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S. Korea Urges U.S. to Talk to North

January 17, 2003|Barbara Demick | Times Staff Writer

SEOUL -- South Korea's president-elect today joined the chorus of international figures clamoring for the United States to enter direct negotiations with North Korea over Pyongyang's pursuit of nuclear weapons.

Speaking to foreign business people here, Roh Moo Hyun pledged to continue the dialogue between North and South Korea that was started by outgoing President Kim Dae Jung. But he said South Korea alone could not persuade North Korea without a more active U.S. role.

"South Korea needs to persuade North Korea to give up its nuclear development program," Roh said. "But in order to convince North Korea, there needs to be a dialogue between North Korea and the United States. I would like to urge the United States to engage actively in dialogue with North Korea."

Roh also tried to calm jitters that South Korea could be dragged into a war if the United States launches preemptive strikes against North Korean nuclear facilities.

In apparent reaction to comments Thursday by Defense Minister Lee Jun that South Korea was preparing for a "worst-case scenario," Roh told the gathering of the American Chamber of Commerce and its European counterpart that "there is no need to worry about North Korean nuclear issues."

Reports in the South Korean media said Roh might meet next week with North Korean delegates who are due in Seoul for Cabinet-level meetings Jan. 21-25. Separately, an aide to Roh was quoted as saying that South Korea will offer its impoverished neighbor "generous aid" if it gives up its nuclear program.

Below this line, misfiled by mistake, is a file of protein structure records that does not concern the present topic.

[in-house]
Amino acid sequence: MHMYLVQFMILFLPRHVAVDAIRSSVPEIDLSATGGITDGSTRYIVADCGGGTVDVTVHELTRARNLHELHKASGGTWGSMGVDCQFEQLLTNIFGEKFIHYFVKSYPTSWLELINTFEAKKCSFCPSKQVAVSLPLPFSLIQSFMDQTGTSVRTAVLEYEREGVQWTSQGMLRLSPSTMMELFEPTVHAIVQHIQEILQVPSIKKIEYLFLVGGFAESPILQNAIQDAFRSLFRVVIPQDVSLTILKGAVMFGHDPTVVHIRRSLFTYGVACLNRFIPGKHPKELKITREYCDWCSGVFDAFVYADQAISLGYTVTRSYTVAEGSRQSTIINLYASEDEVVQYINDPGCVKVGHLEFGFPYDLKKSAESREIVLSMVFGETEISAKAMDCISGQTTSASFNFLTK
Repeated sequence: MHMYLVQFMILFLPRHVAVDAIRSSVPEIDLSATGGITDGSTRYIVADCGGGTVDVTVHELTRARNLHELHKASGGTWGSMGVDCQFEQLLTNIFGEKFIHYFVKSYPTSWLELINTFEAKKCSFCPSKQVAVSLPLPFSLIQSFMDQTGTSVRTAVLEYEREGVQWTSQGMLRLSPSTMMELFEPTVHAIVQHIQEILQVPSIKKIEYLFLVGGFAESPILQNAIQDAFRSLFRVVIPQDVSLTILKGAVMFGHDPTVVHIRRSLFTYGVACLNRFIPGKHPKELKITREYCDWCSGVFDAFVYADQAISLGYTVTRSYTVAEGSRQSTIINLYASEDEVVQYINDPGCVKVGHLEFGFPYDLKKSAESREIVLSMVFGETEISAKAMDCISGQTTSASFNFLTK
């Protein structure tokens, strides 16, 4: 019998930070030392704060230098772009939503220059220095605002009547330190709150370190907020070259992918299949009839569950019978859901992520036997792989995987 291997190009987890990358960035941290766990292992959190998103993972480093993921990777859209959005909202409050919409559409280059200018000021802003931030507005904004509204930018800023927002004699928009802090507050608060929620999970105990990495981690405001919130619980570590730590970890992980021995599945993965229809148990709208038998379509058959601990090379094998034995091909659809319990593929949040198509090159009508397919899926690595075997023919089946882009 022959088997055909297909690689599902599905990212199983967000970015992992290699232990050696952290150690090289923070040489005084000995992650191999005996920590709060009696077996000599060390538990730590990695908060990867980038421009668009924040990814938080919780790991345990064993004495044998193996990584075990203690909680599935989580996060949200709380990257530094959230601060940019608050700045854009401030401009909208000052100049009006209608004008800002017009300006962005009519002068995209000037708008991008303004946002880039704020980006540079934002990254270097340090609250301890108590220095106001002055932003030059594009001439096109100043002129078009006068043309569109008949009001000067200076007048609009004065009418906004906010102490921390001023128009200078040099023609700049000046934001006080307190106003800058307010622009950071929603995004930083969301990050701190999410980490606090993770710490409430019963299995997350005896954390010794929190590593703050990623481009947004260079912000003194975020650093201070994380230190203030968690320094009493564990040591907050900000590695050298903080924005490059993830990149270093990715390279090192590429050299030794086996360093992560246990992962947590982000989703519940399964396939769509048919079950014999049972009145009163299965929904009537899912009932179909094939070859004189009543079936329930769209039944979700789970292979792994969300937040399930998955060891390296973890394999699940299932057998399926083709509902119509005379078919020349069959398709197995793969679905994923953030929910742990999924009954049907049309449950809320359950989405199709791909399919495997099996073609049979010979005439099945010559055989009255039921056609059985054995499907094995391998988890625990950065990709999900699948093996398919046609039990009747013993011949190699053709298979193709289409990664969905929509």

North Korea has rebuffed several attempts by South Korea and Japan to discuss nuclear issues, saying that it wants only direct talks with the United States. The Bush administration firmly believes that North Korea's weapons development poses an international challenge and wants the international community to deal with it accordingly.

In a major shift in approach, President Bush on Tuesday dangled the prospect of food and energy aid in return for North Korean compliance on the nuclear front. North Korea scoffed at the offer, and relations remain at a stalemate.

Roh, a maverick labor lawyer who will take office Feb. 25, won the hotly contested presidential election last month with a campaign that stressed the need for patience and indulgence in dealing with North Korea. He has said frequently that "carrots and not sticks" will eventually soften North Korea's resistance. "We have to induce Pyongyang to reform and open up. Neither war nor collapse helps the peninsula," Roh said in today's speech.

He also distanced himself from accusations that he is anti-American, saying he sees a long-term role for U.S. troops in Korea even after Korean reunification.

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